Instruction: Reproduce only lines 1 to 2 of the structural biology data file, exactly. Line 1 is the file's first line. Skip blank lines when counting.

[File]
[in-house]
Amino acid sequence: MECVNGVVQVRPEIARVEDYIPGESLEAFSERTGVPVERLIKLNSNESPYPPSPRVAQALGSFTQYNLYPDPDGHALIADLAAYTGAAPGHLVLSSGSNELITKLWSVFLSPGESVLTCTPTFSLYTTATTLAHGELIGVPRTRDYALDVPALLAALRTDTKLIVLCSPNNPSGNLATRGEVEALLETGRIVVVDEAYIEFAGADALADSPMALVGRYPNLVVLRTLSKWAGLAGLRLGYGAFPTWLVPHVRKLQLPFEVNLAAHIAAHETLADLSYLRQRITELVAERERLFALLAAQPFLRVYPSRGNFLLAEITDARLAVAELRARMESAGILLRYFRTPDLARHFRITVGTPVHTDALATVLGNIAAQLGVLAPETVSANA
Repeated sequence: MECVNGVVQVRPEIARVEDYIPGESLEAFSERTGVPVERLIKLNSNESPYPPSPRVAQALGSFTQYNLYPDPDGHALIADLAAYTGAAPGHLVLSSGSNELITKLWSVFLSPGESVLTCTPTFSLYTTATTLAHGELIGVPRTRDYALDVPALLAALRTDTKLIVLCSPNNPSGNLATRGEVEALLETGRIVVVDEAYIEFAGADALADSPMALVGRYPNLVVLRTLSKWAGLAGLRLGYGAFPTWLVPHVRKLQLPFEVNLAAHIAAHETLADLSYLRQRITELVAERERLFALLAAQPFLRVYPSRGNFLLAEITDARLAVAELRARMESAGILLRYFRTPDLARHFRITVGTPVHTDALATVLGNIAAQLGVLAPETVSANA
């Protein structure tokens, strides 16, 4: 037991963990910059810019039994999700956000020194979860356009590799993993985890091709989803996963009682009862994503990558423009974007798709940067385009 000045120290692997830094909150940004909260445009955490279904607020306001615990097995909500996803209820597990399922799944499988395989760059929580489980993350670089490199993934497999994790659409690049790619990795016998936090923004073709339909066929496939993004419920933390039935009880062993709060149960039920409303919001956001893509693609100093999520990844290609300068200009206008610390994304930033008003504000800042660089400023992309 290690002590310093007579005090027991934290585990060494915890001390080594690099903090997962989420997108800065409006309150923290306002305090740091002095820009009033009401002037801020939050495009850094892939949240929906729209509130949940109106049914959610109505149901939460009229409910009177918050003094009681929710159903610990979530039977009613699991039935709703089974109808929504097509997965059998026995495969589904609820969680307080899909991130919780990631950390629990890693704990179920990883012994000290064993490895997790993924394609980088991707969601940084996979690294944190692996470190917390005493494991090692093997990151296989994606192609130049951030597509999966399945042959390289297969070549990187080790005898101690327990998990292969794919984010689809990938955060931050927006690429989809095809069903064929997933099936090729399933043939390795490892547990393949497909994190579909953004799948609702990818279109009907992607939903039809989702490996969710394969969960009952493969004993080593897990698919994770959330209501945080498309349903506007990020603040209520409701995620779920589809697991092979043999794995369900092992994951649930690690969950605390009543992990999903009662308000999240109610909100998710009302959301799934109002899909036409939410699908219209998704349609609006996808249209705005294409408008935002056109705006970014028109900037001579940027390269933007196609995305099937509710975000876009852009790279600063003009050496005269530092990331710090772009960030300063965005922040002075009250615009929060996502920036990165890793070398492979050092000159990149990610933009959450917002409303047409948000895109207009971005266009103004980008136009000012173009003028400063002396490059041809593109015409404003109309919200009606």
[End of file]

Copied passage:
[in-house]
Amino acid sequence: MECVNGVVQVRPEIARVEDYIPGESLEAFSERTGVPVERLIKLNSNESPYPPSPRVAQALGSFTQYNLYPDPDGHALIADLAAYTGAAPGHLVLSSGSNELITKLWSVFLSPGESVLTCTPTFSLYTTATTLAHGELIGVPRTRDYALDVPALLAALRTDTKLIVLCSPNNPSGNLATRGEVEALLETGRIVVVDEAYIEFAGADALADSPMALVGRYPNLVVLRTLSKWAGLAGLRLGYGAFPTWLVPHVRKLQLPFEVNLAAHIAAHETLADLSYLRQRITELVAERERLFALLAAQPFLRVYPSRGNFLLAEITDARLAVAELRARMESAGILLRYFRTPDLARHFRITVGTPVHTDALATVLGNIAAQLGVLAPETVSANA